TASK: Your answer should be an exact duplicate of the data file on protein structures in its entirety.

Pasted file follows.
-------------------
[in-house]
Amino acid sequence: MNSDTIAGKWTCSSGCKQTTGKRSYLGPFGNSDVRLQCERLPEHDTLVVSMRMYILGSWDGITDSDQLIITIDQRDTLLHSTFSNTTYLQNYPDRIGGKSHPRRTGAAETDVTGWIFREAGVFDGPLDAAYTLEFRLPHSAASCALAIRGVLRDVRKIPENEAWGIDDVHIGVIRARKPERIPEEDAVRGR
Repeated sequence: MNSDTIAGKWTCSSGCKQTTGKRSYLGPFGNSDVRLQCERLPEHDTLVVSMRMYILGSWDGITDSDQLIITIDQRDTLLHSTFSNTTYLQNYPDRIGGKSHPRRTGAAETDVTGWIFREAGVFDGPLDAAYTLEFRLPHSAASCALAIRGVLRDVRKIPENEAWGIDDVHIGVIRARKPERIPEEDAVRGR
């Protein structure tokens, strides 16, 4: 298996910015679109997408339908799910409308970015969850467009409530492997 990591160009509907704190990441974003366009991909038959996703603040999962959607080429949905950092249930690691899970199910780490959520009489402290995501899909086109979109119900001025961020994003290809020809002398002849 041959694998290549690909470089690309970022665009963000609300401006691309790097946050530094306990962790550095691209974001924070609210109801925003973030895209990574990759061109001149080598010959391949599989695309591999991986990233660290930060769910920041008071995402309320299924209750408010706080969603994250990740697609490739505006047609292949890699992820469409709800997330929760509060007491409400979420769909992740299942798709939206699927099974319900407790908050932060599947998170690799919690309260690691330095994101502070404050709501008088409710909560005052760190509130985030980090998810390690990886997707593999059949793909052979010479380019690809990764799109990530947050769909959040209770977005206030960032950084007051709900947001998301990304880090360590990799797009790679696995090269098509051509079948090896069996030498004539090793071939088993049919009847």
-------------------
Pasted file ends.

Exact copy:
[in-house]
Amino acid sequence: MNSDTIAGKWTCSSGCKQTTGKRSYLGPFGNSDVRLQCERLPEHDTLVVSMRMYILGSWDGITDSDQLIITIDQRDTLLHSTFSNTTYLQNYPDRIGGKSHPRRTGAAETDVTGWIFREAGVFDGPLDAAYTLEFRLPHSAASCALAIRGVLRDVRKIPENEAWGIDDVHIGVIRARKPERIPEEDAVRGR
Repeated sequence: MNSDTIAGKWTCSSGCKQTTGKRSYLGPFGNSDVRLQCERLPEHDTLVVSMRMYILGSWDGITDSDQLIITIDQRDTLLHSTFSNTTYLQNYPDRIGGKSHPRRTGAAETDVTGWIFREAGVFDGPLDAAYTLEFRLPHSAASCALAIRGVLRDVRKIPENEAWGIDDVHIGVIRARKPERIPEEDAVRGR
């Protein structure tokens, strides 16, 4: 298996910015679109997408339908799910409308970015969850467009409530492997 990591160009509907704190990441974003366009991909038959996703603040999962959607080429949905950092249930690691899970199910780490959520009489402290995501899909086109979109119900001025961020994003290809020809002398002849 041959694998290549690909470089690309970022665009963000609300401006691309790097946050530094306990962790550095691209974001924070609210109801925003973030895209990574990759061109001149080598010959391949599989695309591999991986990233660290930060769910920041008071995402309320299924209750408010706080969603994250990740697609490739505006047609292949890699992820469409709800997330929760509060007491409400979420769909992740299942798709939206699927099974319900407790908050932060599947998170690799919690309260690691330095994101502070404050709501008088409710909560005052760190509130985030980090998810390690990886997707593999059949793909052979010479380019690809990764799109990530947050769909959040209770977005206030960032950084007051709900947001998301990304880090360590990799797009790679696995090269098509051509079948090896069996030498004539090793071939088993049919009847």